Changing Lives in El Salvador, One Lesson at a Time
Working with Habitat for Humanity in El Salvador has been such a rewarding experience. We spend half of our day teaching women in the community, and the other half of our day is building in the hot sun. Building is hard; I have never even used some of the muscles that are sore! We have been hacking at a dirt wall, mixing cement, and moving bricks most of the time. This is rewarding because we are able to see how our work is helping this beautiful family – they are so grateful when we come to help and this feeling is indescribable.
Although the building is extremely rewarding, I’ve liked the teaching even more. We are working with a group of women that run a local cooperative organization to teach them about anything and everything they’d like to know. At first, they were sure to tell us how great they have been doing; they are making many sales to international groups that come into the community. We were so impressed and happy that they were succeeding. They were doing so well, but they acknowledged that there were places that they could learn and grow. The only hard part about this group was that they did not speak English, and we were not too good at Spanish. Luckily our translator, Cathy, was very easy to work with and learned many business terms while she worked with us. (You rock, Cathy!)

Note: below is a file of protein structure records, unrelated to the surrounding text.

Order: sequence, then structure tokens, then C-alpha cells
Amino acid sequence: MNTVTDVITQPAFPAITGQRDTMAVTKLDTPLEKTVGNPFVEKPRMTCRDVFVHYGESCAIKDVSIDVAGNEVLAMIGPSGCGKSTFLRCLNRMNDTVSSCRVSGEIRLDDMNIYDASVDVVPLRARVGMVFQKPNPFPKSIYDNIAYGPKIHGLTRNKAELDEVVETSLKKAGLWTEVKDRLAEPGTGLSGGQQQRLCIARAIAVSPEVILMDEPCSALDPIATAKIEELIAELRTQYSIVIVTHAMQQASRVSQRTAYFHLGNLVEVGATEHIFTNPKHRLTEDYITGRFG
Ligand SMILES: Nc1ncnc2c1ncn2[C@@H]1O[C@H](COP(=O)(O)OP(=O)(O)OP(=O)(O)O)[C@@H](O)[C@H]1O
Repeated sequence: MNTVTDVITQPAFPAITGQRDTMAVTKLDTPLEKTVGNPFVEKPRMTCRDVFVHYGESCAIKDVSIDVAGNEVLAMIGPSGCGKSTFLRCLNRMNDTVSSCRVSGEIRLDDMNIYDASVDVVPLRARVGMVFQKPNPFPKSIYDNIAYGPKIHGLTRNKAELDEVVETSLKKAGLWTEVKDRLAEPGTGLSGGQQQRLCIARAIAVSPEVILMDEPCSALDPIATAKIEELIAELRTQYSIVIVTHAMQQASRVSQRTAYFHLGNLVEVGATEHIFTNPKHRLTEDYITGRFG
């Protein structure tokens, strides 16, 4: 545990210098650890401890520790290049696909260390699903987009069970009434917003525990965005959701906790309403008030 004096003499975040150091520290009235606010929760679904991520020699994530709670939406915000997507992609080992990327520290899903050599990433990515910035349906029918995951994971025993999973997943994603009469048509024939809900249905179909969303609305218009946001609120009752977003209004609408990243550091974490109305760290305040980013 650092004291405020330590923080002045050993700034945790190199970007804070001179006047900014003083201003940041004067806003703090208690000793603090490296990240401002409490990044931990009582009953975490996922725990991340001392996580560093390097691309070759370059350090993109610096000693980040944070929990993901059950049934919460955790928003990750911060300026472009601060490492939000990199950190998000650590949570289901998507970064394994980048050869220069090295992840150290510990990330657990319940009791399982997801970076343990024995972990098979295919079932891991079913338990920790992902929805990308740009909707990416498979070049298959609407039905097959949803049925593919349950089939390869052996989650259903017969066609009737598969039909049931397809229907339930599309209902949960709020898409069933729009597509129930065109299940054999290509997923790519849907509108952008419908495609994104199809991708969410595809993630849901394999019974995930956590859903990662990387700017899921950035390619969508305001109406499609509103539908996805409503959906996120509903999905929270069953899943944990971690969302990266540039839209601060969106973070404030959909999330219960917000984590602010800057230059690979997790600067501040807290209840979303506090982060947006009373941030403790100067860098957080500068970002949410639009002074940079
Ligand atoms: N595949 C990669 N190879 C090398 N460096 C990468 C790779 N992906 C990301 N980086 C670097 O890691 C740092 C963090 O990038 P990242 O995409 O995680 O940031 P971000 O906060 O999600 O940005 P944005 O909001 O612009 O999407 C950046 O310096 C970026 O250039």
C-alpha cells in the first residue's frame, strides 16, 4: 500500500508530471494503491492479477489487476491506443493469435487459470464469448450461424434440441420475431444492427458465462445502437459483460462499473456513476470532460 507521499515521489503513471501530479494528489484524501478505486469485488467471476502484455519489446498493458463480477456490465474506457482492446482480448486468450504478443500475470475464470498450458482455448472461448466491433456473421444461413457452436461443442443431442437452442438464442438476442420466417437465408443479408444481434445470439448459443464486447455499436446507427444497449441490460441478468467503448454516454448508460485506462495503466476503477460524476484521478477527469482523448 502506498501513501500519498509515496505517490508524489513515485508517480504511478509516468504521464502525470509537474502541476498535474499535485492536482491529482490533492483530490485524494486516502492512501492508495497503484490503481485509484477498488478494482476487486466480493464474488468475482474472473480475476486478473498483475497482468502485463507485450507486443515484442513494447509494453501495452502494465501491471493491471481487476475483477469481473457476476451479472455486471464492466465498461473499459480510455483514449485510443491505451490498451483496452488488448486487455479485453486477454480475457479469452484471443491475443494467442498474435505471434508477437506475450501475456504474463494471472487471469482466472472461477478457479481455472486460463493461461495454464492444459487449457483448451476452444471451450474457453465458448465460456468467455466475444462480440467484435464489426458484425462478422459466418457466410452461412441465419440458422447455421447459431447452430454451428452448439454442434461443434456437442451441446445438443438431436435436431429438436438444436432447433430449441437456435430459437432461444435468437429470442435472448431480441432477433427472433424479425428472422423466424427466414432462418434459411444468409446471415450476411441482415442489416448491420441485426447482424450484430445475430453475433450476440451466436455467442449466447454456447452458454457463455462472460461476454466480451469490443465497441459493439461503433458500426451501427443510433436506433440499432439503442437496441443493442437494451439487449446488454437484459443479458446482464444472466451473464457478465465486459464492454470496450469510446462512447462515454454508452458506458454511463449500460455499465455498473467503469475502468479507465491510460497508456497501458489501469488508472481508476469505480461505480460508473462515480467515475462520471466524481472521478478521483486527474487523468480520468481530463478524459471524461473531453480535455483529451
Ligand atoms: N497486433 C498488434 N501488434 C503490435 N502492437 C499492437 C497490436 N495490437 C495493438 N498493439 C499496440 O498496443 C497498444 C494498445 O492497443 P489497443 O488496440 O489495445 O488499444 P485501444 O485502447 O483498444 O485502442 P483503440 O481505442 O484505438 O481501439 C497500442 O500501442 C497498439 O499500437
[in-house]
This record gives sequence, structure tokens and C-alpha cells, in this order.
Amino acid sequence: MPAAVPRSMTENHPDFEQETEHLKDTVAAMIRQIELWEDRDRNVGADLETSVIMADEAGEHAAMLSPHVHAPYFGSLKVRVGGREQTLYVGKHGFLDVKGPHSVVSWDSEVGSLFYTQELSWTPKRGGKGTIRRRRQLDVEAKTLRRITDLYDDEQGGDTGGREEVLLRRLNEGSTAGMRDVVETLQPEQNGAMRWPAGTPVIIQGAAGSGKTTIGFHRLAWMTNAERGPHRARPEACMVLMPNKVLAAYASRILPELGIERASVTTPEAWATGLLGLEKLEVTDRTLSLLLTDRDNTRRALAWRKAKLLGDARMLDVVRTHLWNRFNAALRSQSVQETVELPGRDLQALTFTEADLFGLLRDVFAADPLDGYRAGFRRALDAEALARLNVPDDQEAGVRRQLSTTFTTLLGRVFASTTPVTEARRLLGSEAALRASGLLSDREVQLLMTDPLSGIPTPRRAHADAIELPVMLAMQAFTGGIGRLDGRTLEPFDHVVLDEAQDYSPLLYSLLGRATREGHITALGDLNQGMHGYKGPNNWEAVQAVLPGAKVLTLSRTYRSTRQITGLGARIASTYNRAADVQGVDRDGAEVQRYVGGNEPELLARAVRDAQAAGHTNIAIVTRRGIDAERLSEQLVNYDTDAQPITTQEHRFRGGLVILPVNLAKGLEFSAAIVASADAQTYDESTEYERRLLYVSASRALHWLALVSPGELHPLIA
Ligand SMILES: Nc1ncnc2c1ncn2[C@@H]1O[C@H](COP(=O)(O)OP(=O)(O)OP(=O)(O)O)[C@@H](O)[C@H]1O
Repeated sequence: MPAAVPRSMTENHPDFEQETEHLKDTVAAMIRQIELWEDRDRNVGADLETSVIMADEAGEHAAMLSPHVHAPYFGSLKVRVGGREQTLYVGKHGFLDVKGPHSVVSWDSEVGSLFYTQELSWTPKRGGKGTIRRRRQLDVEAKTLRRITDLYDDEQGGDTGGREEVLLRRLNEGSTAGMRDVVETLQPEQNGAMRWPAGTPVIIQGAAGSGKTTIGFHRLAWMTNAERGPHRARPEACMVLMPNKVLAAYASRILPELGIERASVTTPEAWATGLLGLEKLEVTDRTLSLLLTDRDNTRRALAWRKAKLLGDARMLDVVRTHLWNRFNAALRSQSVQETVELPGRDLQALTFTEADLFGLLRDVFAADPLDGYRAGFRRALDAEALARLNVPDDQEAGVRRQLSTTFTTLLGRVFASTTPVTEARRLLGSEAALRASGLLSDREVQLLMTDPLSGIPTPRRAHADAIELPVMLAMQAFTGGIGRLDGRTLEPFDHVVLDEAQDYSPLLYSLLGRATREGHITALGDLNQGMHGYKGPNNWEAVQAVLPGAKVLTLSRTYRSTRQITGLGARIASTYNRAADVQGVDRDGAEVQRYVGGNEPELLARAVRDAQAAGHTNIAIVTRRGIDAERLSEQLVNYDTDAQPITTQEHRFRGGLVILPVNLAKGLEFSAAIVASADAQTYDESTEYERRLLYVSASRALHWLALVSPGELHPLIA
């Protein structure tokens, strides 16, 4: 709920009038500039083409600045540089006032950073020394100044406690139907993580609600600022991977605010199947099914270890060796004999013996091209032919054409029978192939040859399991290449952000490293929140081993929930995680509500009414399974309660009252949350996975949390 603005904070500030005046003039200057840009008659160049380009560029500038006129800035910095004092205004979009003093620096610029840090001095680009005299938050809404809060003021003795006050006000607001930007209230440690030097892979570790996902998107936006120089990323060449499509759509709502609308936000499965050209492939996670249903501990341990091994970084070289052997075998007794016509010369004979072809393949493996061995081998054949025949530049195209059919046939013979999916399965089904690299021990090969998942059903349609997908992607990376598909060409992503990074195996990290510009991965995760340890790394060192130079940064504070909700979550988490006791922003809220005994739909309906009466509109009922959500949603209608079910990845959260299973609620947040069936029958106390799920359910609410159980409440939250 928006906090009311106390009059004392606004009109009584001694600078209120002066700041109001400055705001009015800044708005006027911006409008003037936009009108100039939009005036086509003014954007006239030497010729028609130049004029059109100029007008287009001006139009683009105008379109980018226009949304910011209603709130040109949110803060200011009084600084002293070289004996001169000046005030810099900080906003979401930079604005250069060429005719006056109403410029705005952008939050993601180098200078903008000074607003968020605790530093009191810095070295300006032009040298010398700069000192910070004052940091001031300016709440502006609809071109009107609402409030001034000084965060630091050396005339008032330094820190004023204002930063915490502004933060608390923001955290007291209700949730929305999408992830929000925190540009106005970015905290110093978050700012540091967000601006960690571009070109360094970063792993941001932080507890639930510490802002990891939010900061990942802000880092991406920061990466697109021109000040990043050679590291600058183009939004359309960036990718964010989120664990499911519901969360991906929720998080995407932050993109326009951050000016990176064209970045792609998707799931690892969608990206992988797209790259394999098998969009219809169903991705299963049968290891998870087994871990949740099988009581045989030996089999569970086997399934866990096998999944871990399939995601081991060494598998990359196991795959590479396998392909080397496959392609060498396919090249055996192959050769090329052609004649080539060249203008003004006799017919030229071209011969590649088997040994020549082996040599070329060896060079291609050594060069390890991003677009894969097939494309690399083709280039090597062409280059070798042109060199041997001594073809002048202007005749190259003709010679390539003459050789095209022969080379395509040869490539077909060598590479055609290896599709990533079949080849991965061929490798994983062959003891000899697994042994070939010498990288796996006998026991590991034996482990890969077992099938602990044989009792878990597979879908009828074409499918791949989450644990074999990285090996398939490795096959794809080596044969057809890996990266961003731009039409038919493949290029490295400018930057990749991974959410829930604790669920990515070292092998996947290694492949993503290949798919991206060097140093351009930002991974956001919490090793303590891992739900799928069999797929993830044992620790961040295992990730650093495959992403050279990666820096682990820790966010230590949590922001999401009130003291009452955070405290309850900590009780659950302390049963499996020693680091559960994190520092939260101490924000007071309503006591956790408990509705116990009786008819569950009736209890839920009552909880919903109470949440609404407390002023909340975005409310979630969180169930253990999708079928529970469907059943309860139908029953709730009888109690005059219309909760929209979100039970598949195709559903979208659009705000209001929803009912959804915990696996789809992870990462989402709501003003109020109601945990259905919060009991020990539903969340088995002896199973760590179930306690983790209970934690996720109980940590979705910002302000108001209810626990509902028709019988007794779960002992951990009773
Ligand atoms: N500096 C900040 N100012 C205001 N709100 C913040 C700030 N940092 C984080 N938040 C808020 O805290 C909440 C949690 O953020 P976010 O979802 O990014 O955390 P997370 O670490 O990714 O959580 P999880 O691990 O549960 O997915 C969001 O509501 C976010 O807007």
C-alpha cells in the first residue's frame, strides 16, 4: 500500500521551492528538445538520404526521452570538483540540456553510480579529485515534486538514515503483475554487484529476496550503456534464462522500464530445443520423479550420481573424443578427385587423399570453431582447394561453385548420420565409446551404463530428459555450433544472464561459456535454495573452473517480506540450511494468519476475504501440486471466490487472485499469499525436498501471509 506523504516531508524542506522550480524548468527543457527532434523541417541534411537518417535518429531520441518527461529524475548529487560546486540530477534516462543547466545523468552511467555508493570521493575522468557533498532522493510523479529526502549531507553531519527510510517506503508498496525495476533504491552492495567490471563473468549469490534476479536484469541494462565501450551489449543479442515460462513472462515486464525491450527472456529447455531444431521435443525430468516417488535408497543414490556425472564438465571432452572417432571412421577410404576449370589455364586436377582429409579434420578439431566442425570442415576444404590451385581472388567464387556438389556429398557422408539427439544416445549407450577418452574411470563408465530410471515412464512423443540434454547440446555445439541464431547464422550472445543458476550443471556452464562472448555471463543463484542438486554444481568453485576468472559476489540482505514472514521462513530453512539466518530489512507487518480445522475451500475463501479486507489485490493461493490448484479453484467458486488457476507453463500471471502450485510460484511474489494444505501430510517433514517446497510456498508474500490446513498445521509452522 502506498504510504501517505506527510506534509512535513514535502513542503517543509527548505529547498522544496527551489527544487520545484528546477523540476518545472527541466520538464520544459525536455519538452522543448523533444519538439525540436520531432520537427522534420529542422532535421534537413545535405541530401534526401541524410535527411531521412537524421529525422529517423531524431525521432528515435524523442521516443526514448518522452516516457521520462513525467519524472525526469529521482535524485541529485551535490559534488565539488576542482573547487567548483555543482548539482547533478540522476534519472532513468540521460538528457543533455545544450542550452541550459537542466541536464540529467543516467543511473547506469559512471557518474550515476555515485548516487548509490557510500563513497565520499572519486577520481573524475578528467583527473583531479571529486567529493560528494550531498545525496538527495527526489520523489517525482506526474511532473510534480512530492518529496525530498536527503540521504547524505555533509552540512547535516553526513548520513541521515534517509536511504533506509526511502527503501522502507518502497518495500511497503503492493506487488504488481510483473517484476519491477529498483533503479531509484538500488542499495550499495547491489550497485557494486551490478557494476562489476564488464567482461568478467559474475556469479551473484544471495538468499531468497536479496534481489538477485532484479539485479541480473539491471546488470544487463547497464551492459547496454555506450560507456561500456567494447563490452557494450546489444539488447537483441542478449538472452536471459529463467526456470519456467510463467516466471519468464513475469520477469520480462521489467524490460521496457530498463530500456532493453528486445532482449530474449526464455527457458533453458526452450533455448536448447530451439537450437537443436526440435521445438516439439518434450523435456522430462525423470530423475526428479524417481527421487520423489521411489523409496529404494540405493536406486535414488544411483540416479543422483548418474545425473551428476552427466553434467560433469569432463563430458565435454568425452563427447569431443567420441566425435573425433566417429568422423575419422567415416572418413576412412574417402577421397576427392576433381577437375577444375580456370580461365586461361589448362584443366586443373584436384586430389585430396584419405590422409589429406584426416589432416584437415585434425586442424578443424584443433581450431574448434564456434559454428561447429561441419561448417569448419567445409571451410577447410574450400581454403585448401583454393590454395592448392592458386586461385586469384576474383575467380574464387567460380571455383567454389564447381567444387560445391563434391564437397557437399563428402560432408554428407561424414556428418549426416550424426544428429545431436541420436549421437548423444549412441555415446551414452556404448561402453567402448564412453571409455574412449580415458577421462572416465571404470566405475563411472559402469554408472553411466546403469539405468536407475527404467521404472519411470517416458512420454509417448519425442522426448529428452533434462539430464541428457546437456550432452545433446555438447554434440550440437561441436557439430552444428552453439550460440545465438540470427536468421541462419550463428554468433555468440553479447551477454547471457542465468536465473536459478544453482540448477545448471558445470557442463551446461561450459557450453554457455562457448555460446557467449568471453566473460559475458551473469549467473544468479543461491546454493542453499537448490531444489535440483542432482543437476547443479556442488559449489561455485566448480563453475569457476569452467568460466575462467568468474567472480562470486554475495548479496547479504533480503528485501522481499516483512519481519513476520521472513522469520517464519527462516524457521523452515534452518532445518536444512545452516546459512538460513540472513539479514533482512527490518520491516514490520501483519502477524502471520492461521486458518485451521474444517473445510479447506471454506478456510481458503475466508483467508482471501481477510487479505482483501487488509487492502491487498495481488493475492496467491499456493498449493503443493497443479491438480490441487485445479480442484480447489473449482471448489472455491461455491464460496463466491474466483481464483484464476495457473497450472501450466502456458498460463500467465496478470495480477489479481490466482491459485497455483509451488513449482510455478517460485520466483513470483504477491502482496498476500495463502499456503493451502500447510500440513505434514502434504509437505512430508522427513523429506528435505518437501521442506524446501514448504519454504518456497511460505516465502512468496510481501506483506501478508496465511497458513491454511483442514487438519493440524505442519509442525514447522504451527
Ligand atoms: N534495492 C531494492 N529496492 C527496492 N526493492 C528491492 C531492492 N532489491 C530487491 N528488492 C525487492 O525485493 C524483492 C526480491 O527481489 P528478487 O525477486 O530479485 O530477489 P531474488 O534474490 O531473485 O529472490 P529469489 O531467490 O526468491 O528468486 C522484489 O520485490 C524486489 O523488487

We started our lessons with basic business tactics – many of these were familiar to the group because they have met with Babson students before. Since they seemed to be comfortable with these concepts, we started with some harder material. I was able to introduce some accounting material to the group. It was very difficult to find where to start – since I am taking advanced accounting courses, I didn’t want to go too fast and confuse them early. Luckily, as a group, we were able to take it slow and teach them some valuable tools.
I was personally impressed by how eager these people were to learn. The class is about four hours long, so the fact that they take notes the whole time is astonishing to me. When reflecting on this, I realized that they value our lessons so much. Babson only comes to their community twice a year, so they are waiting for us to learn. I am very grateful that I have gotten the time to work with these people and learn more about their stories. These people have inspired me to work as hard as I can – they work so hard because they have to. This experience will truly affect my life and I will never forget these wonderful people.
Class of 2015